Cannabis Credit Union Battles On

Cannabis Businesses And Banking

The world’s first credit union created to serve the cannabis and hemp industries is still yet to open its doors due to complex legal issues.

The Fourth Corner Credit Union was chartered by the State of Colorado Division of Financial Services on November 19, 2014, the first such charter issued in the state for a decade.

TFCCU would fill a much needed gap in the cannabis industry, with many operators currently unable to open a bank account. This has led to some “cannabusinesses” having piles of money now under lock and key; protected by armed guards.

While there’s certainly a need and demand for services such as Fourth Corner Credit Union, an earlier decision by the U.S. Federal Reserve Bank of Kansas City is keeping TFCCU  from accessing the nation’s financial system; resulting in the credit union being unable to take deposits and carry out other critical functions.

In July this year not only was the credit union’s application for a Master account with the Federal Reserve Bank of Kansas City denied, so too was its application with the National Credit Union Administration ( NCUA) for deposit insurance. This occurred in spite of the TFCCU having dotted its i’s and crossed its t’s in terms of compliance.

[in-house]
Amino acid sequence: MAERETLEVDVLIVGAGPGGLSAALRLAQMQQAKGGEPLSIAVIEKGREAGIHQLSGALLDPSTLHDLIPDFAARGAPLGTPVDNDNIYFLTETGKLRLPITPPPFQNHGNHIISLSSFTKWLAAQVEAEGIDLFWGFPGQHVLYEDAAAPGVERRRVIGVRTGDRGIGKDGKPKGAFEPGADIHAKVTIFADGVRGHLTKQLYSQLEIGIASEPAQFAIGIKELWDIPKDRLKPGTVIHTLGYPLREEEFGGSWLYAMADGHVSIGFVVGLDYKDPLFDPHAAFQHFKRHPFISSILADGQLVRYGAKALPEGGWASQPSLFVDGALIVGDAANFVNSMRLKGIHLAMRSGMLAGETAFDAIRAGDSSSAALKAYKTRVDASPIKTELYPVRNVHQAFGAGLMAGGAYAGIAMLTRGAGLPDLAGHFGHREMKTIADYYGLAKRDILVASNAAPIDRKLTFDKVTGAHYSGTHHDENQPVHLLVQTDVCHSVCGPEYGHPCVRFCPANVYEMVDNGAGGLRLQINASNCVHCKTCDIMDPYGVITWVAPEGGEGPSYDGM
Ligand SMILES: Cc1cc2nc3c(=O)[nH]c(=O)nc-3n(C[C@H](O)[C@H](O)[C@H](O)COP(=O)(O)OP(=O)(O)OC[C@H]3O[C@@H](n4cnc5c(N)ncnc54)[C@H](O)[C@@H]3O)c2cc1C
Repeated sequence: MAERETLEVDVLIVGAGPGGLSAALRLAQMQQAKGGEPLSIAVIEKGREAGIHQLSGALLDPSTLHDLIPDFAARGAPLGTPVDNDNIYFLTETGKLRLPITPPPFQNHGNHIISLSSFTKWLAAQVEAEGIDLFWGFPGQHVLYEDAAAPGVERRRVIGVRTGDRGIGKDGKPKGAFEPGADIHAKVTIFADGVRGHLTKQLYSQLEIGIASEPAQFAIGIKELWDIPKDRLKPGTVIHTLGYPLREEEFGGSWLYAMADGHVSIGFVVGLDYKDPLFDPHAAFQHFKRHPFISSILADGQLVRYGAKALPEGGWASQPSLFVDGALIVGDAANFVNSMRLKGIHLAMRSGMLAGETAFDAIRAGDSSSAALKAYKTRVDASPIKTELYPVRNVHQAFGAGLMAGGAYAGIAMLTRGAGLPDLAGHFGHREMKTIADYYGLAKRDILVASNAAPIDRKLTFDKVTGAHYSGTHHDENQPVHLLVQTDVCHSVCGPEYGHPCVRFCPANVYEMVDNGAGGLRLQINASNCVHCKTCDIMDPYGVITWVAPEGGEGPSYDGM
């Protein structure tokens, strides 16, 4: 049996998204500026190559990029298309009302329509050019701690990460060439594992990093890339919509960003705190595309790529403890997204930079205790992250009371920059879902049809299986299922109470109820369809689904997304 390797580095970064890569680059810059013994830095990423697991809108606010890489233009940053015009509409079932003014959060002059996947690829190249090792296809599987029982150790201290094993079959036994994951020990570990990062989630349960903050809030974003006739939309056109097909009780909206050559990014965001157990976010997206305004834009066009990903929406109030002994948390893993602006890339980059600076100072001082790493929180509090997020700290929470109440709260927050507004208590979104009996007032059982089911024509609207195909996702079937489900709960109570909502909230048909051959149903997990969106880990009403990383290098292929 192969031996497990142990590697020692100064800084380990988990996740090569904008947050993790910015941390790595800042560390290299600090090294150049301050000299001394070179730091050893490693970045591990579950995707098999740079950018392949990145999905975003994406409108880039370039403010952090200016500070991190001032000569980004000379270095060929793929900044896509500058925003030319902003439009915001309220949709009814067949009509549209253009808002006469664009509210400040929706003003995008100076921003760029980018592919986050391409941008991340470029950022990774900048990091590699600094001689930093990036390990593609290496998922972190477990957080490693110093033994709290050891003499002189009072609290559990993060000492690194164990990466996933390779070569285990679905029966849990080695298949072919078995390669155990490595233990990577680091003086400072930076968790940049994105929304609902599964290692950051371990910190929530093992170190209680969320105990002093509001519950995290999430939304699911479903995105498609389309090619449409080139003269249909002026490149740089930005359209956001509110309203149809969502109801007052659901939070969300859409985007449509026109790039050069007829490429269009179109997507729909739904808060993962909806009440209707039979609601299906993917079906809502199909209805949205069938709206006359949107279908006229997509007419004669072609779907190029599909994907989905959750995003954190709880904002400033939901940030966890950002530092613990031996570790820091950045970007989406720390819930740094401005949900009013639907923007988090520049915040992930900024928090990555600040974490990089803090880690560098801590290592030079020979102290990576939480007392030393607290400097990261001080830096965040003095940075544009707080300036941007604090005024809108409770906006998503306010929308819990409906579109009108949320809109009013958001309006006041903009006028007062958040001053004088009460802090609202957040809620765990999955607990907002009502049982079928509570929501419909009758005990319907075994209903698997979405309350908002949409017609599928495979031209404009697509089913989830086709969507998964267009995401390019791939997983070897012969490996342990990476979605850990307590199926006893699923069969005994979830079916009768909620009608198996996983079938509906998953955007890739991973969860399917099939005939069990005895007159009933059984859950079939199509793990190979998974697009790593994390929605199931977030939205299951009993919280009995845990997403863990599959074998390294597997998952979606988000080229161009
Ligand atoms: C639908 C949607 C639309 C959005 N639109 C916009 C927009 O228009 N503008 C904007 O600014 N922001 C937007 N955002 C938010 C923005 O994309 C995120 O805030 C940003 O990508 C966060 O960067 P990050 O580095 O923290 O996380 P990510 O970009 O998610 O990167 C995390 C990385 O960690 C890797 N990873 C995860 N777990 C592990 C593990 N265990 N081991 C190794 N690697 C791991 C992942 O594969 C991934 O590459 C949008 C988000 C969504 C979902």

Federal institutions are somewhat understandably nervous about dealing with the cannabis and hemp sector.

The U.S. federal government still retains regulatory control over state-chartered financial institutions and while medicinal cannabis and industrial hemp businesses in some states may be operating fully legally; marijuana is generally illegal under federal law – creating a terribly complex legal situation and a potentially unsafe one for operators.

While guidance from the United States Treasury Department was meant to assist banks in allowing banking services to be provided to such businesses, it appears to have made matters worse.

Fourth Corner Credit Union’s lawyer went before a federal judge on Monday to challenge the Reserve Bank’s decision. While U.S. District Judge R. Brooke Jackson was sympathetic towards the credit union and the industry’s plight; he said his role was not to decide issues of fairness or policy, but to enforce and apply the law.

He is yet to hand down his decision in the case.

TFCCU has also filed a lawsuit against the NCUA.

Colorado’s Governor, John Hickenlooper, has previously lent his support to the introduction of banking services for the state’s cannabis sector and expressed his concerns about the industry relying on cash-only; fearing that it would lead to corruption.